4 Yerim(s) and Language Development

Yerim Lee

‘How many identities do you have?’

‘Do those identities you have help you to improve your language proficiency?’

These are the questions that came to my mind from discussions in previous classes. I have 4 Yerim(s) in me: Korean Yerim for my family and friends who speak Korean, Korean language tester Yerim at work, international student Yerim at McGill, and Yerim who is a French speaking citizen in Montreal. I think each Yerim contributes to my language proficiency, so I’d like to talk about the relationship between my different identities and language improvement. Especially, among 4 different identities mentioned above, I think 2 identities, Korean language tester Yerim at work and French speaking citizen Yerim, affect Korean and French development these days.

Currently I am working as a Korean language tester at a video game company. My main duty at work is to translate English text strings into Korean and to check if translated strings are appropriate, user-friendly and error-free in-game. Since I work based on a project, and usually there is only one Korean language tester in each project, I feel immensely responsible regarding Korean language for the project I’m working on. In addition to that, as I see myself as a representative of Korean users for each game, it is very crucial for me to understand the game I’m working on and use proper and good Korean language. Thus, because of this identity I build up as a Korean language tester who represents all the Korean users, I am trying hard to use correct Korean language as much as possible not only during the time at work but also when I speak Korean casually. Furthermore, I found myself trying to learn more Korean grammar and improve the way to deliver expressions in appropriate ways so as to have better language proficiency to become a competent Korean language tester. Therefore, I think my identity as a Korean language tester at work is helping me improve my Korean proficiency.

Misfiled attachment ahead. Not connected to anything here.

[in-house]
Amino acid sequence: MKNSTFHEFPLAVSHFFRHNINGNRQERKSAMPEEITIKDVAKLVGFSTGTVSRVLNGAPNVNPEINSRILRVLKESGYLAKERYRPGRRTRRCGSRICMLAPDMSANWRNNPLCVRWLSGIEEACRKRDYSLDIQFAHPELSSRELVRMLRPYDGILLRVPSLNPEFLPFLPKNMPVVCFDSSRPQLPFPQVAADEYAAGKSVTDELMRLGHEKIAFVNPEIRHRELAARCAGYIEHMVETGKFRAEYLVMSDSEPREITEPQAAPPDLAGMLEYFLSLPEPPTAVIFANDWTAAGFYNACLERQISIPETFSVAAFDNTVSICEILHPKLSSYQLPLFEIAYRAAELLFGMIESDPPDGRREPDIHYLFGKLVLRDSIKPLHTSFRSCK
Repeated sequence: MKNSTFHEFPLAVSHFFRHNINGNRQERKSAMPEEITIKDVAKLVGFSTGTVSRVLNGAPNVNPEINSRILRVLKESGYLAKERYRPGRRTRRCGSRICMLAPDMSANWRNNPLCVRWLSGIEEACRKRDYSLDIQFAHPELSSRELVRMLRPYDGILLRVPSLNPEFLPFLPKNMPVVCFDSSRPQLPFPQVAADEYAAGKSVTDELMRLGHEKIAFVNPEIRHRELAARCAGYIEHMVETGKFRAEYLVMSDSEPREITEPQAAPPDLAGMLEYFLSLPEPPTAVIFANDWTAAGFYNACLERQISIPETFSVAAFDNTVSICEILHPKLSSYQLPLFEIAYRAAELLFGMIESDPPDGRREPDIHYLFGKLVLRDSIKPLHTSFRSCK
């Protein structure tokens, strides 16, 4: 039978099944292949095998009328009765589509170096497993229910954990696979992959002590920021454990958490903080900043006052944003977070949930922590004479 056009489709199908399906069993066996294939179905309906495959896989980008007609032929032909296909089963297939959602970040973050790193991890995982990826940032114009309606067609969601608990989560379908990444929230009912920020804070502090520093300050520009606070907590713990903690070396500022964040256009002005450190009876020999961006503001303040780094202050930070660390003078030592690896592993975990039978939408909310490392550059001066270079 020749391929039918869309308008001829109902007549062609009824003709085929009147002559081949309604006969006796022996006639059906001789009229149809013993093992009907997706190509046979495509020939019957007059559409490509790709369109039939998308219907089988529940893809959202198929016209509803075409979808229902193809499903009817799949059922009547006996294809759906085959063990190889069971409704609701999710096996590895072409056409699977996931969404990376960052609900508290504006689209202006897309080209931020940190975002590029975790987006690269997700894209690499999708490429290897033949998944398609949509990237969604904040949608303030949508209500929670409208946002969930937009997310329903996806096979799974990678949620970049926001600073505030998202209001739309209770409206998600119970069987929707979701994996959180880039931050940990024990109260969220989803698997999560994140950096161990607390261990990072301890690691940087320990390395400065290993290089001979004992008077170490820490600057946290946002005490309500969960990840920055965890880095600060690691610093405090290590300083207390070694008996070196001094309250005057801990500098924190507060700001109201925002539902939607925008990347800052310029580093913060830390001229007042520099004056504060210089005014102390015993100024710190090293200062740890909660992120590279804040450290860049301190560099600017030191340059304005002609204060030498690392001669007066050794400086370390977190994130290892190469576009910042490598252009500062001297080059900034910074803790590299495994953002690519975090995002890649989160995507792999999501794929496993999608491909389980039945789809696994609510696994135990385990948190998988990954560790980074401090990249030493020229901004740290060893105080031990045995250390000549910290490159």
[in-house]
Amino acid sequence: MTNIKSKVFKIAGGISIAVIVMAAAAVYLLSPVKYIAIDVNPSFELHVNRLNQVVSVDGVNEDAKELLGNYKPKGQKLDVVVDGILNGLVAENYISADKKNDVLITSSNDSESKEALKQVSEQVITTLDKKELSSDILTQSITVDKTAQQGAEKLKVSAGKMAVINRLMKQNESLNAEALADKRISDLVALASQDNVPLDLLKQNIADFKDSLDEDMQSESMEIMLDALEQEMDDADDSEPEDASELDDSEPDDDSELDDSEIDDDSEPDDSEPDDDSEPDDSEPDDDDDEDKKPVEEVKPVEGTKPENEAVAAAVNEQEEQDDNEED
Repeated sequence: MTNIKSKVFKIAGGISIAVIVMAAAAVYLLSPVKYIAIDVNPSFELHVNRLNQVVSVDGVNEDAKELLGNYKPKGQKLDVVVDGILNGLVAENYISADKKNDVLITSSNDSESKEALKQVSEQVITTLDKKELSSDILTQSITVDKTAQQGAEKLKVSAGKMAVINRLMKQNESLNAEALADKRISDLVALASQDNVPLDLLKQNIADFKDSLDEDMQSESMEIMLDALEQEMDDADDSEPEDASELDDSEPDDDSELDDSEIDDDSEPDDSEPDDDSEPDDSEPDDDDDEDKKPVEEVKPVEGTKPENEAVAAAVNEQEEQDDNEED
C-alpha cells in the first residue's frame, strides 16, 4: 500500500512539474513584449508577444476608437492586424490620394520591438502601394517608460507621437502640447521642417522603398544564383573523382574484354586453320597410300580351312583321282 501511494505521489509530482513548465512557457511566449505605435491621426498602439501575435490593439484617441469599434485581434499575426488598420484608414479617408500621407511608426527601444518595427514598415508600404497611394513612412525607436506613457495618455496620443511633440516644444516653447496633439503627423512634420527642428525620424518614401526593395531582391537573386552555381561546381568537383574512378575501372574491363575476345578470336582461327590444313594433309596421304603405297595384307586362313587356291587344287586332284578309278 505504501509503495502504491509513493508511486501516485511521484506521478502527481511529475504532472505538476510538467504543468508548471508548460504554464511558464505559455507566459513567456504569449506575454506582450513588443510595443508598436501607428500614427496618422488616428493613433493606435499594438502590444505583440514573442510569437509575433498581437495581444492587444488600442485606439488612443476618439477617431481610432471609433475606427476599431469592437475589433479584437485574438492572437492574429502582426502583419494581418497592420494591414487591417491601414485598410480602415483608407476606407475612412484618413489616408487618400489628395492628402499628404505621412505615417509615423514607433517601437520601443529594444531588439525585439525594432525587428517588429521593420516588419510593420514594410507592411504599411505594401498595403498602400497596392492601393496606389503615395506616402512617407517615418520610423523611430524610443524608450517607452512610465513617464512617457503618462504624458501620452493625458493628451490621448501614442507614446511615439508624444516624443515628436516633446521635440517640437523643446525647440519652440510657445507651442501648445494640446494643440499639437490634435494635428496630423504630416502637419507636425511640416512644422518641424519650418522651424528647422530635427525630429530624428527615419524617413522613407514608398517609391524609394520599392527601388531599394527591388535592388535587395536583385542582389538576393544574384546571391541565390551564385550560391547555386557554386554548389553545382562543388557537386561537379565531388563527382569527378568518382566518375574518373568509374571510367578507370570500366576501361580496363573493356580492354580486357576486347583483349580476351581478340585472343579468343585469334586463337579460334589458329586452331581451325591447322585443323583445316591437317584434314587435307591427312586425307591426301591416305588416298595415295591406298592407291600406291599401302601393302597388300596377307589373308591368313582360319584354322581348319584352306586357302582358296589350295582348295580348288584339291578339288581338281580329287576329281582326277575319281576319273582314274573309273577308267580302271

Secondly, I can identify myself as a Montreal citizen who speaks French, and I believe this plays a positive role in my French improvement. Unlike at school, I sometimes feel pressure that I must speak French outside school. This pressure regarding speaking French and my identity as a Montreal citizen somehow led me to pretend and behave as if I speak good French even though I can only speak a basic level of French. Wearing this French speaking citizen mask on, I often tried to speak French at stores, restaurants, or even in the metro just to say ‘Excusez-moi’. Interestingly, I found out that I do speak French when I am alone outside school. But whenever I am with my friends who speak English or Korean, I wear my other masks on, such as international student Yerim or Korean Yerim, thus I set aside my identity of French speaking Yerim, and do not feel any need to speak French. Still, as with Korean language tester Yerim identity, I could feel my French has improved even without any more instruction. However, I am not sure if this improvement is because of an immersed environment of French in Montreal or because of my French speaking citizen identity.